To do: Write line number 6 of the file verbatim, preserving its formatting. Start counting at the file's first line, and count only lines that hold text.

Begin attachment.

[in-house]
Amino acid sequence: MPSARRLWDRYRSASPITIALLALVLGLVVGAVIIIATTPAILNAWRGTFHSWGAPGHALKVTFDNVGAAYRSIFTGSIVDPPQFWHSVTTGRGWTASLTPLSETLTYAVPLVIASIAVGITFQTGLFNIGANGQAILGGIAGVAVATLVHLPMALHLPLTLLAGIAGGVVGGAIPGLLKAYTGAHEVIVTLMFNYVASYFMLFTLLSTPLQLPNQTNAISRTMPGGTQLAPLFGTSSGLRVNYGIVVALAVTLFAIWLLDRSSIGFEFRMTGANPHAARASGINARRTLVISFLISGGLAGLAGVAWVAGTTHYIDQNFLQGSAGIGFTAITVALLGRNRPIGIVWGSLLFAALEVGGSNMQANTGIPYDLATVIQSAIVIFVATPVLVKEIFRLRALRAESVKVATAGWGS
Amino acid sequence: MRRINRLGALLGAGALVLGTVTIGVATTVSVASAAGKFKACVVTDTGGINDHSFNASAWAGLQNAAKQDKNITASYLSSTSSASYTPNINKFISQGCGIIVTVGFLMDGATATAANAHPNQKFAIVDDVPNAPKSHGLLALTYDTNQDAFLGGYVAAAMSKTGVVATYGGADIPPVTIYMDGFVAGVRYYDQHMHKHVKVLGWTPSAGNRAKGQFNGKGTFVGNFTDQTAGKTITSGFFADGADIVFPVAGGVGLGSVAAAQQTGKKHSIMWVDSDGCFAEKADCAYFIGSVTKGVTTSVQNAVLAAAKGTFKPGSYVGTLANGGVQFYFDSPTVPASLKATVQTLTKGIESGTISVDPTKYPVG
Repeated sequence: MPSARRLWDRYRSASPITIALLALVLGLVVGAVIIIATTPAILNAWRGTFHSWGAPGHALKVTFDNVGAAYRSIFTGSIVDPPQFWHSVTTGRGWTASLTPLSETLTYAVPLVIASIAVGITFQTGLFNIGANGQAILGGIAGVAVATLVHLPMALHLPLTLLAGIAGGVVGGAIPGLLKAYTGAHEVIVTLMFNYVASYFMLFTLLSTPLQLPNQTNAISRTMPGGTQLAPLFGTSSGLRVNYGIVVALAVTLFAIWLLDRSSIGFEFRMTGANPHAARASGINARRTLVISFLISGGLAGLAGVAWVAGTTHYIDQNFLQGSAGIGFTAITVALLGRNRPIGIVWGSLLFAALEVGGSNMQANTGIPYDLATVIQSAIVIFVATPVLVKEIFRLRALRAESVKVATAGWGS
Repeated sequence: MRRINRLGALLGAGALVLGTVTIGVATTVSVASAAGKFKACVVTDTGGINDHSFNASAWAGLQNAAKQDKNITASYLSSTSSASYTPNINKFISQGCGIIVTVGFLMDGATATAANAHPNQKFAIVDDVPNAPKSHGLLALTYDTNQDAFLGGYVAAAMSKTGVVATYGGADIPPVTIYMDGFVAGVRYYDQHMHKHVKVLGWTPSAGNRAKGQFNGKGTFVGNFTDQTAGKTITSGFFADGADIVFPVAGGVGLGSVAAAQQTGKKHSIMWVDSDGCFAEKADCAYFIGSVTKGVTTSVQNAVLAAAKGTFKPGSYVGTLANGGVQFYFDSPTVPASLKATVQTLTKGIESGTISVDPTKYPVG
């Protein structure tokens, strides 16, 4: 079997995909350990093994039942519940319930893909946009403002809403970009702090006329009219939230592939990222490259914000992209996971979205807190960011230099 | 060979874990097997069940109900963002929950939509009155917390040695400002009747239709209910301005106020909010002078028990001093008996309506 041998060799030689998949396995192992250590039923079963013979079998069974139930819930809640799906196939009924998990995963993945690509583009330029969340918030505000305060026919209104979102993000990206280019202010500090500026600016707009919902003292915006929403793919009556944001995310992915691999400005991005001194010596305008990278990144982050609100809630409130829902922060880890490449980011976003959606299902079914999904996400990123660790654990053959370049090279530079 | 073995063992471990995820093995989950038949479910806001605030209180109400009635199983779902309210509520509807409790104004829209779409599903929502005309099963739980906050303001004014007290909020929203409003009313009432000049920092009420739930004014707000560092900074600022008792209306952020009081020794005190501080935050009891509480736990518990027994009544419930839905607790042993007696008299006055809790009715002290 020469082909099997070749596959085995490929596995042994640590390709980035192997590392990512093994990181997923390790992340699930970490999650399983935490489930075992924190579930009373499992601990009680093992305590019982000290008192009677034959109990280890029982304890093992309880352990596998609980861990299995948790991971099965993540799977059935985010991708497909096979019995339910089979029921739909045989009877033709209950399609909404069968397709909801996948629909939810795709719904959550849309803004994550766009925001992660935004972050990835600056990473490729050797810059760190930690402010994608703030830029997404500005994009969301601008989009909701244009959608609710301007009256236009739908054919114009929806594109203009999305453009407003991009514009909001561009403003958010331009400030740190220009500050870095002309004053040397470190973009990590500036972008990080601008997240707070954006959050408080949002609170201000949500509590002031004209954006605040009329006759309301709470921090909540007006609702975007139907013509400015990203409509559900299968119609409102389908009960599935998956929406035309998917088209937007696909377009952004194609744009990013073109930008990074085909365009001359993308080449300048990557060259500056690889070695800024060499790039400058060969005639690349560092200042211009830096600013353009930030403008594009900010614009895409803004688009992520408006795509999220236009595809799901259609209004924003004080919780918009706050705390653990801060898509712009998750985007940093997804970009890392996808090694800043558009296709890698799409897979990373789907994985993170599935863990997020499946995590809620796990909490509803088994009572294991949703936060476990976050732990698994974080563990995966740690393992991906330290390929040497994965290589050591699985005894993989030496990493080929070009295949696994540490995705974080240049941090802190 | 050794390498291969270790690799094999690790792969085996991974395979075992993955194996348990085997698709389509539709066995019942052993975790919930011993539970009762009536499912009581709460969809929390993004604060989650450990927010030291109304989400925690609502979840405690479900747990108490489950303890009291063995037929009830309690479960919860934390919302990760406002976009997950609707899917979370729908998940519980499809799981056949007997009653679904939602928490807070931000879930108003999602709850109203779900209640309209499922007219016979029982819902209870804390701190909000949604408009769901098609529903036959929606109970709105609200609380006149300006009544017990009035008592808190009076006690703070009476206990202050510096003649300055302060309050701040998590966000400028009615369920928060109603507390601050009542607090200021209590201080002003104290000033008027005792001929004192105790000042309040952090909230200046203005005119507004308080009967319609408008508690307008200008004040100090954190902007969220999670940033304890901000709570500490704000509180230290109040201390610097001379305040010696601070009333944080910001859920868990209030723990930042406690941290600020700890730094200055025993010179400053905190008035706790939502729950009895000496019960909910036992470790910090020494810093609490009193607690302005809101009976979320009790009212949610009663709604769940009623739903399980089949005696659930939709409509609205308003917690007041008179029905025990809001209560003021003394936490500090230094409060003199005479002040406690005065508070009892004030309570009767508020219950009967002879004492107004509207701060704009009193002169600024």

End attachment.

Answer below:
């Protein structure tokens, strides 16, 4: 079997995909350990093994039942519940319930893909946009403002809403970009702090006329009219939230592939990222490259914000992209996971979205807190960011230099 | 060979874990097997069940109900963002929950939509009155917390040695400002009747239709209910301005106020909010002078028990001093008996309506 041998060799030689998949396995192992250590039923079963013979079998069974139930819930809640799906196939009924998990995963993945690509583009330029969340918030505000305060026919209104979102993000990206280019202010500090500026600016707009919902003292915006929403793919009556944001995310992915691999400005991005001194010596305008990278990144982050609100809630409130829902922060880890490449980011976003959606299902079914999904996400990123660790654990053959370049090279530079 | 073995063992471990995820093995989950038949479910806001605030209180109400009635199983779902309210509520509807409790104004829209779409599903929502005309099963739980906050303001004014007290909020929203409003009313009432000049920092009420739930004014707000560092900074600022008792209306952020009081020794005190501080935050009891509480736990518990027994009544419930839905607790042993007696008299006055809790009715002290 020469082909099997070749596959085995490929596995042994640590390709980035192997590392990512093994990181997923390790992340699930970490999650399983935490489930075992924190579930009373499992601990009680093992305590019982000290008192009677034959109990280890029982304890093992309880352990596998609980861990299995948790991971099965993540799977059935985010991708497909096979019995339910089979029921739909045989009877033709209950399609909404069968397709909801996948629909939810795709719904959550849309803004994550766009925001992660935004972050990835600056990473490729050797810059760190930690402010994608703030830029997404500005994009969301601008989009909701244009959608609710301007009256236009739908054919114009929806594109203009999305453009407003991009514009909001561009403003958010331009400030740190220009500050870095002309004053040397470190973009990590500036972008990080601008997240707070954006959050408080949002609170201000949500509590002031004209954006605040009329006759309301709470921090909540007006609702975007139907013509400015990203409509559900299968119609409102389908009960599935998956929406035309998917088209937007696909377009952004194609744009990013073109930008990074085909365009001359993308080449300048990557060259500056690889070695800024060499790039400058060969005639690349560092200042211009830096600013353009930030403008594009900010614009895409803004688009992520408006795509999220236009595809799901259609209004924003004080919780918009706050705390653990801060898509712009998750985007940093997804970009890392996808090694800043558009296709890698799409897979990373789907994985993170599935863990997020499946995590809620796990909490509803088994009572294991949703936060476990976050732990698994974080563990995966740690393992991906330290390929040497994965290589050591699985005894993989030496990493080929070009295949696994540490995705974080240049941090802190 | 050794390498291969270790690799094999690790792969085996991974395979075992993955194996348990085997698709389509539709066995019942052993975790919930011993539970009762009536499912009581709460969809929390993004604060989650450990927010030291109304989400925690609502979840405690479900747990108490489950303890009291063995037929009830309690479960919860934390919302990760406002976009997950609707899917979370729908998940519980499809799981056949007997009653679904939602928490807070931000879930108003999602709850109203779900209640309209499922007219016979029982819902209870804390701190909000949604408009769901098609529903036959929606109970709105609200609380006149300006009544017990009035008592808190009076006690703070009476206990202050510096003649300055302060309050701040998590966000400028009615369920928060109603507390601050009542607090200021209590201080002003104290000033008027005792001929004192105790000042309040952090909230200046203005005119507004308080009967319609408008508690307008200008004040100090954190902007969220999670940033304890901000709570500490704000509180230290109040201390610097001379305040010696601070009333944080910001859920868990209030723990930042406690941290600020700890730094200055025993010179400053905190008035706790939502729950009895000496019960909910036992470790910090020494810093609490009193607690302005809101009976979320009790009212949610009663709604769940009623739903399980089949005696659930939709409509609205308003917690007041008179029905025990809001209560003021003394936490500090230094409060003199005479002040406690005065508070009892004030309570009767508020219950009967002879004492107004509207701060704009009193002169600024």